Port of Prince Rupert one step closer to securing marine replenishment service
The port of Prince Rupert, British Columbia is the closest North American port to Asia by up to three days’ sailing. It is 36 hours closer to Shanghai than Vancouver and over 68 hours closer than Los Angeles.
However, it is one of the only major ports in the world that does not offer refueling services for cargo ships. This means ships must carry enough fuel to make a round trip or detour to another West Coast port (including the Port of Vancouver) to refuel.
This issue should be resolved by next year. Based in Calgary Wolverine Terminals plans to offer new marine fuels service in the Port of Prince Rupert in 2023 and the project is progressing well. The new service’s two main maritime assets will be two marine fuel barges and their designer, Robert Allan Ltd., reports that construction of the pair has now begun at Vietnam’s Damen Shipyards.
Both barges are unique designs specifically tailored to the site and intended operations. There will be a rail/terminal barge and a distribution barge providing the following basic operations:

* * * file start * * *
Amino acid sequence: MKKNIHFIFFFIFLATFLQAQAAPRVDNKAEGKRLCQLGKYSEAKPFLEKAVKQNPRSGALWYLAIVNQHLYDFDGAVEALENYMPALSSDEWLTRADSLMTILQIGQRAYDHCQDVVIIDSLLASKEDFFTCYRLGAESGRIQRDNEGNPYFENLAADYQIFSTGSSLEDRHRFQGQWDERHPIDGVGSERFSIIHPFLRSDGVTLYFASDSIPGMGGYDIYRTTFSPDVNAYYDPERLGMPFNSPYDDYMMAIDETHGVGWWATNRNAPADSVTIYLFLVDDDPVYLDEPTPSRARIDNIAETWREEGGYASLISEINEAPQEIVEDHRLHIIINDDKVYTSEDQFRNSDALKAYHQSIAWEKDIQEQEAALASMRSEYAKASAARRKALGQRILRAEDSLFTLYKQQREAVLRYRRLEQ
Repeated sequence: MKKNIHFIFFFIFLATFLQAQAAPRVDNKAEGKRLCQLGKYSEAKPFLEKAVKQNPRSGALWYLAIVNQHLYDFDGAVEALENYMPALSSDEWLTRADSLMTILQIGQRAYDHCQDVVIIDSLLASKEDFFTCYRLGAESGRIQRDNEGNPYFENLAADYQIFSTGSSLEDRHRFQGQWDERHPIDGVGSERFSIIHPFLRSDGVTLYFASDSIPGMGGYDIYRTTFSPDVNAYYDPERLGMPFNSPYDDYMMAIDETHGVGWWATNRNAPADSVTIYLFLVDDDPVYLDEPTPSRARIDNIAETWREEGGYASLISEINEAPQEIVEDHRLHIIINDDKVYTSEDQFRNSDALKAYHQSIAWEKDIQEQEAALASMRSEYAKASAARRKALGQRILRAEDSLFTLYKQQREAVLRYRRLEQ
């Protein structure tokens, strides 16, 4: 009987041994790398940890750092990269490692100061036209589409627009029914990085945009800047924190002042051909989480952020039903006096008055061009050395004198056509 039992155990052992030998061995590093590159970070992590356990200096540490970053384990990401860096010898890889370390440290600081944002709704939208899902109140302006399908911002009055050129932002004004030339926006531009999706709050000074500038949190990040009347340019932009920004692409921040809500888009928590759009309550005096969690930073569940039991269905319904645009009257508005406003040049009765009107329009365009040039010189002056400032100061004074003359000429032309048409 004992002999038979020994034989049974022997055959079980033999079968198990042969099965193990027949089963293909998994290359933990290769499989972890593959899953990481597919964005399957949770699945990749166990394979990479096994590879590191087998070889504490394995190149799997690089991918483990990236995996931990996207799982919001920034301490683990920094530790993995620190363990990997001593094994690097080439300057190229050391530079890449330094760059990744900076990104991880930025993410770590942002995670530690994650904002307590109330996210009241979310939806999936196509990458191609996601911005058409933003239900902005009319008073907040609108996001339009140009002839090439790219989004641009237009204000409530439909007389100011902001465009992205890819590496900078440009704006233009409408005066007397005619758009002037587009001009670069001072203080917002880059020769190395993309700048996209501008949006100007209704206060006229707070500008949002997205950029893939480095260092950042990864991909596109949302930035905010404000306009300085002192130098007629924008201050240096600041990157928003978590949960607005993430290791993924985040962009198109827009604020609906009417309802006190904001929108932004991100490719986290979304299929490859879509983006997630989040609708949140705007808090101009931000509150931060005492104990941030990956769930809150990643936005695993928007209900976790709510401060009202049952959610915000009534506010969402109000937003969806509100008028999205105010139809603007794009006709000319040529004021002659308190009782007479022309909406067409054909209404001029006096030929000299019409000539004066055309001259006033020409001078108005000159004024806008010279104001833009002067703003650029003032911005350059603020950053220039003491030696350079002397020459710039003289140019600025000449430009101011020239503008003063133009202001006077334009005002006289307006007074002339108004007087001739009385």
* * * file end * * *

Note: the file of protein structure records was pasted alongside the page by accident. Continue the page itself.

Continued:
- Tug-assisted transport of the rail/terminal barge between the Aquatrain terminal and a new Wolverine Terminals berth site, a distance of approximately 400 meters;
- Transfer of marine fuel from railcars to fuel storage tanks located in the rail/terminal barge;
- Transfer of marine fuel from rail/terminal barge to distribution barge;
- Tug-assisted transport of the distribution barge between the fuel service mooring site and approved locations in the port; and
- Transfer of fuels from the distribution barge to the large cargo ships.
Both barge designs have undergone detailed risk assessments and class approval to Lloyd’s Register and Transport Canada requirements.
The 12,400 DWT, 142 by 30 meter rail/terminal barge is designed for the loading and storage of multiple tank cars and the in-hull storage of marine fuels. The design incorporates a double hull, cargo handling equipment, tank heating, spill prevention and recovery equipment, on-board and shore power to operating facilities. The rail/terminal barge design solves many unique challenges by blending the rail and marine industries.
The 4,800 dwt, 78 by 20 meter distribution barge is very similar in design to other marine fuel distribution barges operating in the Port of Vancouver and other west coast ports. The design incorporates a double hull, cargo handling equipment, tank heating, spill prevention and recovery equipment, onboard power generation and operating facilities.